Quotation by Ralph Waldo Emerson

One thing is plain for all men of common sense and common conscience, that here, here in America, is the home of man. After all the deductions which are to be made of for our pitiful politics, which stake every gravest national question on the silly die, whether James or whether Jonathan shall sit in the chair and hold the purse; after all the deduction is made for our frivolities and insanities, there still remains an organic simplicity and liberty, which, when it loses its balance, redresses itself presently, which offers opportunity to the human mind not known in any other region.
Ralph Waldo Emerson (1803–1882), U.S. essayist, poet, philosopher. Speech, February 7, 1844, the Mercantile Library Association, Boston, Massachusetts. "The Young American," Nature, Addresses, and Lectures (1849).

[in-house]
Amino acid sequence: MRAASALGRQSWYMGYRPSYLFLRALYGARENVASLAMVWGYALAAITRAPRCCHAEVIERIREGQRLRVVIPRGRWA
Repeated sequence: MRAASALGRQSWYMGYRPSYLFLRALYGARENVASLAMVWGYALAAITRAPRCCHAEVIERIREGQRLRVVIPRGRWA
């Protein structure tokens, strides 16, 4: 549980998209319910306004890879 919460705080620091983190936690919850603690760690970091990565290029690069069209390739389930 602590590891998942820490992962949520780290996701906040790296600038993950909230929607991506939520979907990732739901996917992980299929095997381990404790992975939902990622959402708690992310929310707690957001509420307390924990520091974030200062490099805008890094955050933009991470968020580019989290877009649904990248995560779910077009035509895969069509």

The reference to "common sense" can be taken as a reference to Thomas Paine's famous pamphlet, written in January 1776, which argued that the American colonies had outgrown the British and ought to break free. In a similar fashion, Emerson in this speech and elsewhere argues for a second, cultural American revolution where the East Coast ought to break free from English letters, literature and customs and light out for the Western territories toward a more spiritually authentic original America.
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